After weeks of speculation, President Donald Trump announced Tuesday he will skip his planned trip to Havana, Cuba, as he seeks to distance himself from his predecessor, Barack Obama.
The president, who made the announcement at a White House ceremony with Cuban President Raul Castro, said the decision came as a surprise to him and to the Cuban people.
“When you have a leader that’s so deeply unpopular, he’s not supposed to be there,” Trump said.
The White House did not say what Trump meant by the Cuban leader’s comments about him.
Obama and Castro met for more than four hours in April 2015 as the two countries celebrated the 50th anniversary of the Bay of Pigs invasion.
Trump was the first sitting president to visit Cuba since it fell to Castro in 1961.
He had called the communist-run island a “very special place” before leaving the White House in January.
The announcement came amid a national conversation on how to best address Cuba’s worsening problems with violence and drugs.
President Trump and Cuba’s President Rene Prez, left, walk after a meeting at the White Senate in Washington, Tuesday, March 15, 2021.
Rene Preza, Cuban leader, shakes hands with Trump as he speaks during a joint press conference in Havana, Sunday, March 12, 2021, following a meeting with Trump and Cuban President Fidel Castro.
Trump is scheduled to return to Cuba next month for a state visit.
Cuban President Río Pérez, left and President Donald Trumps hands, speak during a news conference at the presidential palace in Havana on March 15.
Péres trip to Washington on March 14 was billed as a trip to promote bilateral relations between the two nations.
A young girl holds a poster reading “Havana, Fidel!” as she walks in front of the presidential palatial mansion, during a meeting of the Havana City Council in Havana.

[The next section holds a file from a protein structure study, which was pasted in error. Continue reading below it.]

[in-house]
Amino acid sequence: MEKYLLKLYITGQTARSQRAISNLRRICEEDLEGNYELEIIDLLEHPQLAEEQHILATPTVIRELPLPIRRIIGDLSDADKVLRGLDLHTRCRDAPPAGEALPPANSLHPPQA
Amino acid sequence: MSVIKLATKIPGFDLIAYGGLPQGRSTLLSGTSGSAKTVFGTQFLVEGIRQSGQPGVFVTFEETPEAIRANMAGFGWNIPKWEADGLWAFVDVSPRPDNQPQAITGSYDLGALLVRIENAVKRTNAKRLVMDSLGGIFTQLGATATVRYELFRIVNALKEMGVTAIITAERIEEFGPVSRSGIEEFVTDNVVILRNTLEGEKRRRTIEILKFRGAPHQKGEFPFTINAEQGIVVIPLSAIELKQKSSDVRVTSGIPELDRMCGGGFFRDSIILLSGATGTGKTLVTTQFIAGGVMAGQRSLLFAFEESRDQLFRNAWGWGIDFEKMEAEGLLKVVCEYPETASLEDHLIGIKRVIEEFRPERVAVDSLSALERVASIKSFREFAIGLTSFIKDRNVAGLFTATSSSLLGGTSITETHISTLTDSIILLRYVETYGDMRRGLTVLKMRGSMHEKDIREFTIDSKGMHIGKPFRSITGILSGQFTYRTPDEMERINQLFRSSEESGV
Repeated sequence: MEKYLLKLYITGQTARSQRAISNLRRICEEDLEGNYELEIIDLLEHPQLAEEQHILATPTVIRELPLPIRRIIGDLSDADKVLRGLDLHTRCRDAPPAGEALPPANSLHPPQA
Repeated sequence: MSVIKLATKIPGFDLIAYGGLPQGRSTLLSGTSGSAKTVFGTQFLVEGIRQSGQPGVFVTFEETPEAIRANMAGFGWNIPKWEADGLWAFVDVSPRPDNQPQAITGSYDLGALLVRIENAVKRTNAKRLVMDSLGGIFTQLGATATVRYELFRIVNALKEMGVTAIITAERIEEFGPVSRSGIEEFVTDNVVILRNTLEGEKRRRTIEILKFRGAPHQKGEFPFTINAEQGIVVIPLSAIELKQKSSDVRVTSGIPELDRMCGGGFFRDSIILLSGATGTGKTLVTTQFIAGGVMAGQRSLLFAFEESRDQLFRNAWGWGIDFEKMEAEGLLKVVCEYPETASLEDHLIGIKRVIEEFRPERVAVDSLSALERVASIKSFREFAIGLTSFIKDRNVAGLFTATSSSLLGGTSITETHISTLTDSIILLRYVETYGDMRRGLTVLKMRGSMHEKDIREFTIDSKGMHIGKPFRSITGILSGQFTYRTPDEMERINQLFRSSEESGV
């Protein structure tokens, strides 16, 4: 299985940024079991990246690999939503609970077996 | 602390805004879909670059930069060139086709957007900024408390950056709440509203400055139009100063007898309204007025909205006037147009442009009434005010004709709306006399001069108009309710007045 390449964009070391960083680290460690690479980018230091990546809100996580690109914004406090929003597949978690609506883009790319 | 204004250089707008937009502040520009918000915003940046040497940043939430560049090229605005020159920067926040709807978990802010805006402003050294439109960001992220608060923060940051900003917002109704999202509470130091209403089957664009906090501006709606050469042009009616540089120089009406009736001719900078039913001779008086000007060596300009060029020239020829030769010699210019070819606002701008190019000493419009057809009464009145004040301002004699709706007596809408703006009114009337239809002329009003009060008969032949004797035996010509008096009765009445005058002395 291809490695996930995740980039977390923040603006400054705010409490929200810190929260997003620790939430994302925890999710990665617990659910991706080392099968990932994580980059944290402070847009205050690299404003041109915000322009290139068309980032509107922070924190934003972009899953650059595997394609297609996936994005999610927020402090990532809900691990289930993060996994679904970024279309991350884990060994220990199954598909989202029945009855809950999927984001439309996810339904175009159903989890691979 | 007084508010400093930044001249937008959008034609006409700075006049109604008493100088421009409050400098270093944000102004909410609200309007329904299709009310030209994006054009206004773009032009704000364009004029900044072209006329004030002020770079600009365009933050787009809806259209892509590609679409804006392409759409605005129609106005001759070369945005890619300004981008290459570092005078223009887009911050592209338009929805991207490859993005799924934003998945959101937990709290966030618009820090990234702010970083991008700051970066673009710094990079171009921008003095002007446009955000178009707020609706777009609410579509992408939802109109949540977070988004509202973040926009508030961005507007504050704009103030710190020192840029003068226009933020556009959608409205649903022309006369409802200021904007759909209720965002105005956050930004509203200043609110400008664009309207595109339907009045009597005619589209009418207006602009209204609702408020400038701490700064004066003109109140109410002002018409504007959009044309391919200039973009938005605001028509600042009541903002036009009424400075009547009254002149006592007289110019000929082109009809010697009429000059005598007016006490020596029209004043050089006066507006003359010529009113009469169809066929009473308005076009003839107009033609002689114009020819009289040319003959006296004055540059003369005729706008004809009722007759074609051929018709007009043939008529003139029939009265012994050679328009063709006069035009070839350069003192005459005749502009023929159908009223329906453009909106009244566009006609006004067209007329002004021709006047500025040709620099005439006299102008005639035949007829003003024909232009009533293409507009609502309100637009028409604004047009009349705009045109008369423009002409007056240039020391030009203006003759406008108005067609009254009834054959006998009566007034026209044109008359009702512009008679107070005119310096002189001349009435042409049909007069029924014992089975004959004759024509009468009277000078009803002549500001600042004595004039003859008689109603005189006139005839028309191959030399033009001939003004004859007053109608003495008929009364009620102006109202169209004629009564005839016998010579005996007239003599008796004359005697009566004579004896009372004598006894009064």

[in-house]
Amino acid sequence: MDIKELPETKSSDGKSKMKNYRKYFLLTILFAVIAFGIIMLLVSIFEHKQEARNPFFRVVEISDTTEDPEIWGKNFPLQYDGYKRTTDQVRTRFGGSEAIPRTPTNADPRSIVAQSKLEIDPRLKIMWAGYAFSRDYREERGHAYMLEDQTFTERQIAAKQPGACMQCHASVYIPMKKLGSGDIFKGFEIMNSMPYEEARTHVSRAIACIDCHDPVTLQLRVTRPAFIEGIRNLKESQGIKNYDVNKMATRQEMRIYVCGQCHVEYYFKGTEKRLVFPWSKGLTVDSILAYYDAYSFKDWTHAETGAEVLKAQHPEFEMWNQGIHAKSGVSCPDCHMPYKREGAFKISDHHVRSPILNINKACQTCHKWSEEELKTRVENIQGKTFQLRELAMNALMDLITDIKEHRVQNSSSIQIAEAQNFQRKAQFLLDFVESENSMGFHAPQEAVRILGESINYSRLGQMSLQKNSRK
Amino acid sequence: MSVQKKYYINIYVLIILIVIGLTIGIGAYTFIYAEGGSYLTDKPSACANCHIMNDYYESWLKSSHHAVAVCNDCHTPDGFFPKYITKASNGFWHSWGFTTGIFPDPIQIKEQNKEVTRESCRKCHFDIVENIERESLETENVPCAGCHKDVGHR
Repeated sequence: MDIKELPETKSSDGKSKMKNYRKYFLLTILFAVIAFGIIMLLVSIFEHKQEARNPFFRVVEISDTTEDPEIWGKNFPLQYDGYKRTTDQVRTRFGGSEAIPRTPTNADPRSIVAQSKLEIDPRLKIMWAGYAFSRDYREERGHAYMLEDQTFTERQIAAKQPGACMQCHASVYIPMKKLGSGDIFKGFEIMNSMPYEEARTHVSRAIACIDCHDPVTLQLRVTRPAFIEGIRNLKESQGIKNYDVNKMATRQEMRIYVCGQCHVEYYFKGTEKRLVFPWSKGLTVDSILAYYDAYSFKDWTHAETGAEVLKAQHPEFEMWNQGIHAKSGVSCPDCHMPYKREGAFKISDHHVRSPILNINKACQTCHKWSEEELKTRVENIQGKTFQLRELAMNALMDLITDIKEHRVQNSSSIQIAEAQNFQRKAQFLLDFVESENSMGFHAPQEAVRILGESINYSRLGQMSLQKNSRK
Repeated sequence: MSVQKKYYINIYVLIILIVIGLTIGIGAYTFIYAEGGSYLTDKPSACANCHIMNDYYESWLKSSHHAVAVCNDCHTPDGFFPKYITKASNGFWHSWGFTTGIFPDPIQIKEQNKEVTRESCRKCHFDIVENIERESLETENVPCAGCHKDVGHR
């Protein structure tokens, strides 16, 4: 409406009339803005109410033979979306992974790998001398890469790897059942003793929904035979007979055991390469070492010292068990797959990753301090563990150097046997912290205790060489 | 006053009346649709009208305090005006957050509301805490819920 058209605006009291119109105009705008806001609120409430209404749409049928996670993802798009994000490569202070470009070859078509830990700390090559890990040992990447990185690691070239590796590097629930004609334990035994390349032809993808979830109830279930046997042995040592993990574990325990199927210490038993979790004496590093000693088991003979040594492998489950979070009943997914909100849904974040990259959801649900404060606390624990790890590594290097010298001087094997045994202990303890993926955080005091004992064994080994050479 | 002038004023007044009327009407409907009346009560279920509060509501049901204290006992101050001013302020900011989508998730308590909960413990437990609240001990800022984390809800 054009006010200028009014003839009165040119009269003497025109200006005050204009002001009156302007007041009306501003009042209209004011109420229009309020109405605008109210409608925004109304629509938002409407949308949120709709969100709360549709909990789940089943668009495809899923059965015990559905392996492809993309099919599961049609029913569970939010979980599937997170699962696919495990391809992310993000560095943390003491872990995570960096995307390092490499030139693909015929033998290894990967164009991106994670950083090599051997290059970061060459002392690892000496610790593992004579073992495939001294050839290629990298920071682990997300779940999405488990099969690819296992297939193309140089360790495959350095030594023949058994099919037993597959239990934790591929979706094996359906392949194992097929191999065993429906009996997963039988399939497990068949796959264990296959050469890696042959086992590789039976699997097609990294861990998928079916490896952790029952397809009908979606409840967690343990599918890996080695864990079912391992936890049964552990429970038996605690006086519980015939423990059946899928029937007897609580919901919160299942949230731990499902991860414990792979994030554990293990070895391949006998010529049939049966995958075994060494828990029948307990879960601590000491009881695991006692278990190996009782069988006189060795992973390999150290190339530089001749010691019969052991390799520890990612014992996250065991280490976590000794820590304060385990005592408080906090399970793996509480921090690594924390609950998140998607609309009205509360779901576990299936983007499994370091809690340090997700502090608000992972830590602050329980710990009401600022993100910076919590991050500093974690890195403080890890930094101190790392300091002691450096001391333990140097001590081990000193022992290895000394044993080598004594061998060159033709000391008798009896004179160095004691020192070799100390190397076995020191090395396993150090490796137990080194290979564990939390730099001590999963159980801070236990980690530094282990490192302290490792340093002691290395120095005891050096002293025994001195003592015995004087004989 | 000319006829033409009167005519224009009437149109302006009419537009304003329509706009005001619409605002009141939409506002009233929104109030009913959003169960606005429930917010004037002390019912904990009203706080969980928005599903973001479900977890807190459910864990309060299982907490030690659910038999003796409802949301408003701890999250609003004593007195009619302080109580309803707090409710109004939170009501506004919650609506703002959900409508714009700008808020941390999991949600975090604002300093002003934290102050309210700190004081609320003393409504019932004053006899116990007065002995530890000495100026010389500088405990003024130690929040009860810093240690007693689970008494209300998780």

Trump and his wife, Melania, arrived at the Palace of the Revolution for the start of a state trip, which the United States has dubbed a “historic” trip to the island.
(AP Photo/Carlos Barria) A member of the media is silhouetted in Havana City, Cuba March 15 2021, ahead of the arrival of President Donald T. Trump, Jr. on a visit to the city to visit the Cuban National Museum, in Havana.(AP Photo / Carlos Barria, File) Cubans carry flags as they march in solidarity with the people of Cuba against the arrest of Cuban President Raúl Castro, at the Presidential Palace in Havana March 15 1921.(AP Photos/Carlo de Jesus)Cuban women wave their flag at a parade marking the 50 years since the death of Cuban leader Fidel Castro, in front to the Palace in Cuba, March 16, 2021.(AP photo/Carlol Dominguez)Cubans wear their traditional masks as they celebrate the 50-year anniversary of their country’s liberation from the US in Havana (AP Photo)The visit comes as Trump seeks to portray himself as a leader who has restored normal relations between his administration and the island, while Obama has maintained the opposite.
In a statement, Trump said he is “not a fan” of Castro’s regime, but that the United State will continue to work with the Cuban government to combat drug trafficking, human trafficking and terrorism.
“Our relationship with Cuba is one of the greatest in the world and I have been very pleased with how they have dealt with our country, both in terms of the trade and the relationship, which has been tremendous,” Trump added.
While Trump’s announcement did not specify what his planned visit will be, the Cuban news agency the Associated Press reported he would attend a summit of business leaders and trade negotiators from the United Nations.
Trump has also taken to Twitter to say he will meet with Cuban leaders next week to discuss the trade agreement.
At a news briefing, White House Press Secretary Sarah Huckabee Sanders said the administration will not be discussing the specifics of the talks but would “make it clear that the U.S. will not stand by while the Cuban regime fails to protect its people and freedoms.”
Trump, however, has been criticized for his stance on Castro, which includes his refusal to back his brother, former President Fidel, in the failed bid for the 2016 U.N. election and his refusal during the 2016 presidential campaign to release his long-held, secret phone call with the president’s longtime political adviser, Roger Stone.